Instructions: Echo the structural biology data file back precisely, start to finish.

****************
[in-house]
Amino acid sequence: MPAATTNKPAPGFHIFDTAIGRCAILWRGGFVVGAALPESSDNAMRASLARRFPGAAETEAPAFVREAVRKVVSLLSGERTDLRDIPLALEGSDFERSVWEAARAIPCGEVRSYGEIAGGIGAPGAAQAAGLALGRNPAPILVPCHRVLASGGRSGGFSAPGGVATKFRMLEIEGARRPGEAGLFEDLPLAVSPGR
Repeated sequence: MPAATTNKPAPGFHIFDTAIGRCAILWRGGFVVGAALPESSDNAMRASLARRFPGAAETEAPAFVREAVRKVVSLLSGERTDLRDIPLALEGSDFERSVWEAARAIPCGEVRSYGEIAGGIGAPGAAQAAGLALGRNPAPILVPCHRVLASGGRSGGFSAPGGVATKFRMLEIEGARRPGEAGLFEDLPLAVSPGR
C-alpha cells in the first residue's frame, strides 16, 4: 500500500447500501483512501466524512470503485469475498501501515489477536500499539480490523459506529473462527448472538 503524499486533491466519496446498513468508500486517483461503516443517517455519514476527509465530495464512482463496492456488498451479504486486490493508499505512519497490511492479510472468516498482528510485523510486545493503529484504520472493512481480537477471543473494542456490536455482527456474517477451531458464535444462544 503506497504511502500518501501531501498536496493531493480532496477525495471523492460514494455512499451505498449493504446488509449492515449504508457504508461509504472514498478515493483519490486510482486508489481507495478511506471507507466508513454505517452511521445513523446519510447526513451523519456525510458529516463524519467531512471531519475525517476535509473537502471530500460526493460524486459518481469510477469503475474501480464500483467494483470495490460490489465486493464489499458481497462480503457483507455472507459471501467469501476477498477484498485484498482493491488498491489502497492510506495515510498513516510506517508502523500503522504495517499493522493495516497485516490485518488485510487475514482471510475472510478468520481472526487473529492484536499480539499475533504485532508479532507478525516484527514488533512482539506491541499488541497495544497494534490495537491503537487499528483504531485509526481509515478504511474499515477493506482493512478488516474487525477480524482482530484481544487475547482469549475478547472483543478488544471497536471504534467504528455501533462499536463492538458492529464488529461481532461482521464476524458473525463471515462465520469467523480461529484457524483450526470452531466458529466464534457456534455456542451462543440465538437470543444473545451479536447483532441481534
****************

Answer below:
[in-house]
Amino acid sequence: MPAATTNKPAPGFHIFDTAIGRCAILWRGGFVVGAALPESSDNAMRASLARRFPGAAETEAPAFVREAVRKVVSLLSGERTDLRDIPLALEGSDFERSVWEAARAIPCGEVRSYGEIAGGIGAPGAAQAAGLALGRNPAPILVPCHRVLASGGRSGGFSAPGGVATKFRMLEIEGARRPGEAGLFEDLPLAVSPGR
Repeated sequence: MPAATTNKPAPGFHIFDTAIGRCAILWRGGFVVGAALPESSDNAMRASLARRFPGAAETEAPAFVREAVRKVVSLLSGERTDLRDIPLALEGSDFERSVWEAARAIPCGEVRSYGEIAGGIGAPGAAQAAGLALGRNPAPILVPCHRVLASGGRSGGFSAPGGVATKFRMLEIEGARRPGEAGLFEDLPLAVSPGR
C-alpha cells in the first residue's frame, strides 16, 4: 500500500447500501483512501466524512470503485469475498501501515489477536500499539480490523459506529473462527448472538 503524499486533491466519496446498513468508500486517483461503516443517517455519514476527509465530495464512482463496492456488498451479504486486490493508499505512519497490511492479510472468516498482528510485523510486545493503529484504520472493512481480537477471543473494542456490536455482527456474517477451531458464535444462544 503506497504511502500518501501531501498536496493531493480532496477525495471523492460514494455512499451505498449493504446488509449492515449504508457504508461509504472514498478515493483519490486510482486508489481507495478511506471507507466508513454505517452511521445513523446519510447526513451523519456525510458529516463524519467531512471531519475525517476535509473537502471530500460526493460524486459518481469510477469503475474501480464500483467494483470495490460490489465486493464489499458481497462480503457483507455472507459471501467469501476477498477484498485484498482493491488498491489502497492510506495515510498513516510506517508502523500503522504495517499493522493495516497485516490485518488485510487475514482471510475472510478468520481472526487473529492484536499480539499475533504485532508479532507478525516484527514488533512482539506491541499488541497495544497494534490495537491503537487499528483504531485509526481509515478504511474499515477493506482493512478488516474487525477480524482482530484481544487475547482469549475478547472483543478488544471497536471504534467504528455501533462499536463492538458492529464488529461481532461482521464476524458473525463471515462465520469467523480461529484457524483450526470452531466458529466464534457456534455456542451462543440465538437470543444473545451479536447483532441481534